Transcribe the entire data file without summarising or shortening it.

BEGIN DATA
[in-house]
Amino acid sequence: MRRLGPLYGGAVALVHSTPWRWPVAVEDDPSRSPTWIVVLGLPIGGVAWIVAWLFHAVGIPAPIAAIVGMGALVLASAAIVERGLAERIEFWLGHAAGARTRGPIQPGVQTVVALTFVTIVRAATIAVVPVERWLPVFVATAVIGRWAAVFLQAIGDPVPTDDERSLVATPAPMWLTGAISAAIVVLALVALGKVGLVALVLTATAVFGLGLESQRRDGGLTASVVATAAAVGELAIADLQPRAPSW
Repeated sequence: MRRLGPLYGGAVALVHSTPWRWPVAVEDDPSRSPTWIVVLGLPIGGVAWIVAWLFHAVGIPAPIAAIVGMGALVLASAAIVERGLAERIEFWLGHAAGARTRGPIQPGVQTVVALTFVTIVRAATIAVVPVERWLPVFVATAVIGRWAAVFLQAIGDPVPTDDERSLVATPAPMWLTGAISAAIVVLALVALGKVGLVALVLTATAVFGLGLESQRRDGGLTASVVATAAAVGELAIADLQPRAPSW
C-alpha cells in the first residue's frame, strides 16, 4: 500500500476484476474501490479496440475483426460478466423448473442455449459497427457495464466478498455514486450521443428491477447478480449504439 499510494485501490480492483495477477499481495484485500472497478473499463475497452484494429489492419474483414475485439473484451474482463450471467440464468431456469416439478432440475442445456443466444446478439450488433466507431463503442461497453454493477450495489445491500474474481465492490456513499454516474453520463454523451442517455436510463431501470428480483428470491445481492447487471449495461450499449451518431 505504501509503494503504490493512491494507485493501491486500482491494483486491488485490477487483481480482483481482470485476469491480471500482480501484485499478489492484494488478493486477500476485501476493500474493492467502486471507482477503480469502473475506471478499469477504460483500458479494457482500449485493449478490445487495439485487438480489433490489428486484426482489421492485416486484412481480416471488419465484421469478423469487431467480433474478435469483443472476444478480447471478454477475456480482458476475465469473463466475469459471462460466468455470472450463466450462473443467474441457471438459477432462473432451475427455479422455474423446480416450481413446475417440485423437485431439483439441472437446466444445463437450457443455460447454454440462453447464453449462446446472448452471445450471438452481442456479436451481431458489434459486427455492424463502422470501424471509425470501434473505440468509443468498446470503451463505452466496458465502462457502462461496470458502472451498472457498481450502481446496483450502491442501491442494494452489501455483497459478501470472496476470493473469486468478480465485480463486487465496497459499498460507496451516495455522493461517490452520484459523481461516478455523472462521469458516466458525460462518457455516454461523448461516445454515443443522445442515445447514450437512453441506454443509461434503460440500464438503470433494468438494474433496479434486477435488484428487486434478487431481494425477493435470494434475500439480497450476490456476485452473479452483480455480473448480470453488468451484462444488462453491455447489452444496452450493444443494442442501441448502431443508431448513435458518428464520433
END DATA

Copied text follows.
[in-house]
Amino acid sequence: MRRLGPLYGGAVALVHSTPWRWPVAVEDDPSRSPTWIVVLGLPIGGVAWIVAWLFHAVGIPAPIAAIVGMGALVLASAAIVERGLAERIEFWLGHAAGARTRGPIQPGVQTVVALTFVTIVRAATIAVVPVERWLPVFVATAVIGRWAAVFLQAIGDPVPTDDERSLVATPAPMWLTGAISAAIVVLALVALGKVGLVALVLTATAVFGLGLESQRRDGGLTASVVATAAAVGELAIADLQPRAPSW
Repeated sequence: MRRLGPLYGGAVALVHSTPWRWPVAVEDDPSRSPTWIVVLGLPIGGVAWIVAWLFHAVGIPAPIAAIVGMGALVLASAAIVERGLAERIEFWLGHAAGARTRGPIQPGVQTVVALTFVTIVRAATIAVVPVERWLPVFVATAVIGRWAAVFLQAIGDPVPTDDERSLVATPAPMWLTGAISAAIVVLALVALGKVGLVALVLTATAVFGLGLESQRRDGGLTASVVATAAAVGELAIADLQPRAPSW
C-alpha cells in the first residue's frame, strides 16, 4: 500500500476484476474501490479496440475483426460478466423448473442455449459497427457495464466478498455514486450521443428491477447478480449504439 499510494485501490480492483495477477499481495484485500472497478473499463475497452484494429489492419474483414475485439473484451474482463450471467440464468431456469416439478432440475442445456443466444446478439450488433466507431463503442461497453454493477450495489445491500474474481465492490456513499454516474453520463454523451442517455436510463431501470428480483428470491445481492447487471449495461450499449451518431 505504501509503494503504490493512491494507485493501491486500482491494483486491488485490477487483481480482483481482470485476469491480471500482480501484485499478489492484494488478493486477500476485501476493500474493492467502486471507482477503480469502473475506471478499469477504460483500458479494457482500449485493449478490445487495439485487438480489433490489428486484426482489421492485416486484412481480416471488419465484421469478423469487431467480433474478435469483443472476444478480447471478454477475456480482458476475465469473463466475469459471462460466468455470472450463466450462473443467474441457471438459477432462473432451475427455479422455474423446480416450481413446475417440485423437485431439483439441472437446466444445463437450457443455460447454454440462453447464453449462446446472448452471445450471438452481442456479436451481431458489434459486427455492424463502422470501424471509425470501434473505440468509443468498446470503451463505452466496458465502462457502462461496470458502472451498472457498481450502481446496483450502491442501491442494494452489501455483497459478501470472496476470493473469486468478480465485480463486487465496497459499498460507496451516495455522493461517490452520484459523481461516478455523472462521469458516466458525460462518457455516454461523448461516445454515443443522445442515445447514450437512453441506454443509461434503460440500464438503470433494468438494474433496479434486477435488484428487486434478487431481494425477493435470494434475500439480497450476490456476485452473479452483480455480473448480470453488468451484462444488462453491455447489452444496452450493444443494442442501441448502431443508431448513435458518428464520433